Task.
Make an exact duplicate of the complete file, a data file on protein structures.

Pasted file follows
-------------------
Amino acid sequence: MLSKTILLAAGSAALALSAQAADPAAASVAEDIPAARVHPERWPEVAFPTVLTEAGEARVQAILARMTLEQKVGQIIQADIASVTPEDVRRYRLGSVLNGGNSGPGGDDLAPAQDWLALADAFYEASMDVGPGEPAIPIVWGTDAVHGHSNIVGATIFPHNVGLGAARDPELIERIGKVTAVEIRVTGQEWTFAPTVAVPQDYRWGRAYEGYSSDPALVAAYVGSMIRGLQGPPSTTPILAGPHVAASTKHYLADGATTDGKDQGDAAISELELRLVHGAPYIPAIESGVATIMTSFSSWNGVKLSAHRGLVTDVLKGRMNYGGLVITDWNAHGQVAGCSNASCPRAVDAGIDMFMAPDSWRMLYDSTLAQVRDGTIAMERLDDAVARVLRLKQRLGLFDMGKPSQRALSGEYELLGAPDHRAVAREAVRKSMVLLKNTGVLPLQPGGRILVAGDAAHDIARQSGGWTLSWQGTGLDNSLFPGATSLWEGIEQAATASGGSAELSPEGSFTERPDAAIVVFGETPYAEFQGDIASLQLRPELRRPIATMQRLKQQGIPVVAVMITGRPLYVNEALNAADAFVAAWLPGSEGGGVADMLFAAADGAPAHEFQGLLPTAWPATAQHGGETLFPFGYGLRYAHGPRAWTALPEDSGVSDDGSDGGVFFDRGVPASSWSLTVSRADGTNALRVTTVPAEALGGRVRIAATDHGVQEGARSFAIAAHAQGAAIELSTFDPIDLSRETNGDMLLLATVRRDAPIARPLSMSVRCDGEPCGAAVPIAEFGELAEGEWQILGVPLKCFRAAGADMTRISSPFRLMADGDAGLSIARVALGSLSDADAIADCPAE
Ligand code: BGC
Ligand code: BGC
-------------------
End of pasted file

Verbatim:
Amino acid sequence: MLSKTILLAAGSAALALSAQAADPAAASVAEDIPAARVHPERWPEVAFPTVLTEAGEARVQAILARMTLEQKVGQIIQADIASVTPEDVRRYRLGSVLNGGNSGPGGDDLAPAQDWLALADAFYEASMDVGPGEPAIPIVWGTDAVHGHSNIVGATIFPHNVGLGAARDPELIERIGKVTAVEIRVTGQEWTFAPTVAVPQDYRWGRAYEGYSSDPALVAAYVGSMIRGLQGPPSTTPILAGPHVAASTKHYLADGATTDGKDQGDAAISELELRLVHGAPYIPAIESGVATIMTSFSSWNGVKLSAHRGLVTDVLKGRMNYGGLVITDWNAHGQVAGCSNASCPRAVDAGIDMFMAPDSWRMLYDSTLAQVRDGTIAMERLDDAVARVLRLKQRLGLFDMGKPSQRALSGEYELLGAPDHRAVAREAVRKSMVLLKNTGVLPLQPGGRILVAGDAAHDIARQSGGWTLSWQGTGLDNSLFPGATSLWEGIEQAATASGGSAELSPEGSFTERPDAAIVVFGETPYAEFQGDIASLQLRPELRRPIATMQRLKQQGIPVVAVMITGRPLYVNEALNAADAFVAAWLPGSEGGGVADMLFAAADGAPAHEFQGLLPTAWPATAQHGGETLFPFGYGLRYAHGPRAWTALPEDSGVSDDGSDGGVFFDRGVPASSWSLTVSRADGTNALRVTTVPAEALGGRVRIAATDHGVQEGARSFAIAAHAQGAAIELSTFDPIDLSRETNGDMLLLATVRRDAPIARPLSMSVRCDGEPCGAAVPIAEFGELAEGEWQILGVPLKCFRAAGADMTRISSPFRLMADGDAGLSIARVALGSLSDADAIADCPAE
Ligand code: BGC
Ligand code: BGC